- High calorific value, all needs of proteins, easily digested carbohydrates and fats are covered without any problems;
- This diet is easy to follow;
- It is very well tolerated by the gastrointestinal tract;
For better understanding let’s put in a nutshell each of these points. Weightlifters, bodybuilders and crossfitters usually are big and strong guys, and their demand for calories, proteins, fats and carbohydrates significantly surpass such of an ordinary man. And when the daily ratio is based upon red meat and white rice the goal to acquire the specific calories and macronutrients amount is effortlessly achievable.
Even lean red meat contains enough fat and protein with all essential amino acids. White rice and potatoes are full of easily digestible carbohydrates that do not provoke any intestines discomfort.
Vertical Diet simplicity is related to quite a limited and undiversified product range. That’s one of the reasons why setting up the nutrition plan and following it is so simple.
Total exclusion or severe restriction of the products that are high in FODMAP makes this diet mild and facilitates the work of intestines.
Cons of the Vertical Diet
In my opinion, CONs of this diet outweigh its PROs. Let’s take a look at them.
The other side of the plainness that was previously mentioned as a PRO. Many products are excluded or limited, but the way intestines tolerate food is a very individual factor. Each diet must be specifically selected for every person. Excluding the whole group of fruits, vegetables and grains that have no evidence of causing any problems in this particular case may lead to the shortage of vitamins and minerals.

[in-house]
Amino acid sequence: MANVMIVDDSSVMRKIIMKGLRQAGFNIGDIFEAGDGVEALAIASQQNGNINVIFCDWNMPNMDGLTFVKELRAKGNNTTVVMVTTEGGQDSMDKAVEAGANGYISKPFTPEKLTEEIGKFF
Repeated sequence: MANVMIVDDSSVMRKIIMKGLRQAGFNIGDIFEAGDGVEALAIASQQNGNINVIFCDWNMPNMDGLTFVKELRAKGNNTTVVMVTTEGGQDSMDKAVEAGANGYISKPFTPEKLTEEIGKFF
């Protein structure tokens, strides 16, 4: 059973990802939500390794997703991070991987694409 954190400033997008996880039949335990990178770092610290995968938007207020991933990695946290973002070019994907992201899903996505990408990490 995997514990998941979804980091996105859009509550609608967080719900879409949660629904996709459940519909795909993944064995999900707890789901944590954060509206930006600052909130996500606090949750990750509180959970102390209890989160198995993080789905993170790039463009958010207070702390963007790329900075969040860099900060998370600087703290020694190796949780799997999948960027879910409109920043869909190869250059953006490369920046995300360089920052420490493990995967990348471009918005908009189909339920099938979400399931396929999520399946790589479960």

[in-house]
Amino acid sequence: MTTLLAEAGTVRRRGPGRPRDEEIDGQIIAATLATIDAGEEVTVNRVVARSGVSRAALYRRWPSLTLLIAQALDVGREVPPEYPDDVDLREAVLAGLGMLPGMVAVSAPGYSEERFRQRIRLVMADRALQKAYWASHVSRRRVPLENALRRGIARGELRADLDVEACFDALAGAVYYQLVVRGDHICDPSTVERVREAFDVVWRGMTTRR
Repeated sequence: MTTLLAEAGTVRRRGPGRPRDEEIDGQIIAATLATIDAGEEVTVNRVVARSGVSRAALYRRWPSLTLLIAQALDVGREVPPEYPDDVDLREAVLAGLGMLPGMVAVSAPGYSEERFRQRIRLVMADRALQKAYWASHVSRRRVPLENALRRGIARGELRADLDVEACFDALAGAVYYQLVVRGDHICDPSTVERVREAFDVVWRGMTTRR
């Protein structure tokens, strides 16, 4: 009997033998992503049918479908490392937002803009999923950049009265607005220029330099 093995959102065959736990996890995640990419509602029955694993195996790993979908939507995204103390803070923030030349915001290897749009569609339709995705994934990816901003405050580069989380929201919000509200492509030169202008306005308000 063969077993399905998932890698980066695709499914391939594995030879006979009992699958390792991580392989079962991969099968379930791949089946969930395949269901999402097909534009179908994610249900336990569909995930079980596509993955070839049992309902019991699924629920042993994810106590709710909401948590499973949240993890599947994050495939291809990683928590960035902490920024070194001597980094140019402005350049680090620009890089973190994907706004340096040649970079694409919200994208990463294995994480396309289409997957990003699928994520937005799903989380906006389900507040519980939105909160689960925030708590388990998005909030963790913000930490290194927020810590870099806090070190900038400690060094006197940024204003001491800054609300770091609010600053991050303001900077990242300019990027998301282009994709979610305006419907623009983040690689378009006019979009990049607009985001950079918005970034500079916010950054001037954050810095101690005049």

Besides, diets that lack diversity are likely to make you bored in a short while. When we decline or limit the whole list of products, we have to fill our vertical meals with the same food. It’s not a great thing for your health, nor is it good for your psychological comfort.
Possible lack of fiber
As I’ve already said white rice is the central product of the Vertical Diet. On the one side it makes digestion and absorption run faster and easier, and on the other white rice is a polished product that has little fiber left. Sure you can obtain it from fruit and vegetables, but the restrictions put on grains and especially pulses highly impact the overall decline of fibers in the menu.
Too much red meat
Red meat is a great nutrients source, especially B group vitamins, zinc, iron, selenium and other minerals. But red meat is not a unique product. All the aforementioned nutrients can be obtained from lean fish and seafood, chicken, turkey and rabbit meat. Mussels, for example, contain much more B12 vitamins and iron than in veal, beef and pork. Rabbit meat has as much zinc as pork and more iron.
Red meat is considered to be one of the possible carcinogenic products, which is another important detail worth mentioning. The International World Cancer Research Fund (WCRF) recommends keeping your red meat as low as 350-500g per your weekly ration. This is about 3 servings. Also, red meat contains a large amount of saturated fats. Daily consumption of red meat can put your health at risk.
I don’t see anything unique about this nutrition approach. Each balanced menu must consider individual intolerance to specific foods. If any product provokes bloating or other symptoms it is quite obvious that it should be avoided.
To me, it seems that all PROs of the Vertical Diet are outweighed by its CONs. Fiber deficit and excessive amounts of red meat and saturated fats are the strongest reasons to look for “healthier” alternatives to this diet.